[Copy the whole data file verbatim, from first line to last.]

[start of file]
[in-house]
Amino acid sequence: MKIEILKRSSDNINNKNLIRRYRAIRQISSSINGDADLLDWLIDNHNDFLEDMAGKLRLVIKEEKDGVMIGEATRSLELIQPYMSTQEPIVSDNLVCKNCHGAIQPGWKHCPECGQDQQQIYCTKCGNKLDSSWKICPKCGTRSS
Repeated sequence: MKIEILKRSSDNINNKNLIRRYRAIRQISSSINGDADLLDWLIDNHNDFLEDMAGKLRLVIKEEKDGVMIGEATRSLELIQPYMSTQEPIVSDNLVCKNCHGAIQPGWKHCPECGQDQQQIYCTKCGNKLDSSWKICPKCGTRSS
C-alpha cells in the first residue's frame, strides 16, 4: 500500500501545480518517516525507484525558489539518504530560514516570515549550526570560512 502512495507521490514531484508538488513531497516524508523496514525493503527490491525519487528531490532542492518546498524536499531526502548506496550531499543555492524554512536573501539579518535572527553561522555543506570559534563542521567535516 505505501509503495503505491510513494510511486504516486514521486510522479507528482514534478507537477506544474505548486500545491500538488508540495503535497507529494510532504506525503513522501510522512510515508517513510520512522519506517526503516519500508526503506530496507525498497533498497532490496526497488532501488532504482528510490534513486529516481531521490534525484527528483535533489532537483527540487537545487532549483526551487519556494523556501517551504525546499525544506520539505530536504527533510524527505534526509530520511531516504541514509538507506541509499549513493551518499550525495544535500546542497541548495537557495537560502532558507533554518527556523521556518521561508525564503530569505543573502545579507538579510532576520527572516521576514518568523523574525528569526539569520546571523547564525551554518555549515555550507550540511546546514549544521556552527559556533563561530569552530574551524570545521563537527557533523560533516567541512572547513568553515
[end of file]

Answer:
[in-house]
Amino acid sequence: MKIEILKRSSDNINNKNLIRRYRAIRQISSSINGDADLLDWLIDNHNDFLEDMAGKLRLVIKEEKDGVMIGEATRSLELIQPYMSTQEPIVSDNLVCKNCHGAIQPGWKHCPECGQDQQQIYCTKCGNKLDSSWKICPKCGTRSS
Repeated sequence: MKIEILKRSSDNINNKNLIRRYRAIRQISSSINGDADLLDWLIDNHNDFLEDMAGKLRLVIKEEKDGVMIGEATRSLELIQPYMSTQEPIVSDNLVCKNCHGAIQPGWKHCPECGQDQQQIYCTKCGNKLDSSWKICPKCGTRSS
C-alpha cells in the first residue's frame, strides 16, 4: 500500500501545480518517516525507484525558489539518504530560514516570515549550526570560512 502512495507521490514531484508538488513531497516524508523496514525493503527490491525519487528531490532542492518546498524536499531526502548506496550531499543555492524554512536573501539579518535572527553561522555543506570559534563542521567535516 505505501509503495503505491510513494510511486504516486514521486510522479507528482514534478507537477506544474505548486500545491500538488508540495503535497507529494510532504506525503513522501510522512510515508517513510520512522519506517526503516519500508526503506530496507525498497533498497532490496526497488532501488532504482528510490534513486529516481531521490534525484527528483535533489532537483527540487537545487532549483526551487519556494523556501517551504525546499525544506520539505530536504527533510524527505534526509530520511531516504541514509538507506541509499549513493551518499550525495544535500546542497541548495537557495537560502532558507533554518527556523521556518521561508525564503530569505543573502545579507538579510532576520527572516521576514518568523523574525528569526539569520546571523547564525551554518555549515555550507550540511546546514549544521556552527559556533563561530569552530574551524570545521563537527557533523560533516567541512572547513568553515